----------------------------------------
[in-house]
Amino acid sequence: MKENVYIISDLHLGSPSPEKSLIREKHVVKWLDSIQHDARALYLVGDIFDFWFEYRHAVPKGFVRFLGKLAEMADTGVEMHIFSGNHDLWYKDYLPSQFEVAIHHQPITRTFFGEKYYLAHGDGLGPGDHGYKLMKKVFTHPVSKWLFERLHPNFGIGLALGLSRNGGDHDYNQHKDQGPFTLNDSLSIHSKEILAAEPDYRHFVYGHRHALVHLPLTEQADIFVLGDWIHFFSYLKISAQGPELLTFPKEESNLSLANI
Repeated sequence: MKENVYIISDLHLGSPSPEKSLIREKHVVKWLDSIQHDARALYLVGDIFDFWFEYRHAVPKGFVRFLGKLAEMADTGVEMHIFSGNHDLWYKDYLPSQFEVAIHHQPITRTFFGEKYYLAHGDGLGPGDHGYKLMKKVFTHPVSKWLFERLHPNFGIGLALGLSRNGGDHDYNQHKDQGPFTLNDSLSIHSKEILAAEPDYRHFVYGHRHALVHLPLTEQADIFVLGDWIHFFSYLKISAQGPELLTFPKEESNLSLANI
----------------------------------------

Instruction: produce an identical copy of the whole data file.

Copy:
[in-house]
Amino acid sequence: MKENVYIISDLHLGSPSPEKSLIREKHVVKWLDSIQHDARALYLVGDIFDFWFEYRHAVPKGFVRFLGKLAEMADTGVEMHIFSGNHDLWYKDYLPSQFEVAIHHQPITRTFFGEKYYLAHGDGLGPGDHGYKLMKKVFTHPVSKWLFERLHPNFGIGLALGLSRNGGDHDYNQHKDQGPFTLNDSLSIHSKEILAAEPDYRHFVYGHRHALVHLPLTEQADIFVLGDWIHFFSYLKISAQGPELLTFPKEESNLSLANI
Repeated sequence: MKENVYIISDLHLGSPSPEKSLIREKHVVKWLDSIQHDARALYLVGDIFDFWFEYRHAVPKGFVRFLGKLAEMADTGVEMHIFSGNHDLWYKDYLPSQFEVAIHHQPITRTFFGEKYYLAHGDGLGPGDHGYKLMKKVFTHPVSKWLFERLHPNFGIGLALGLSRNGGDHDYNQHKDQGPFTLNDSLSIHSKEILAAEPDYRHFVYGHRHALVHLPLTEQADIFVLGDWIHFFSYLKISAQGPELLTFPKEESNLSLANI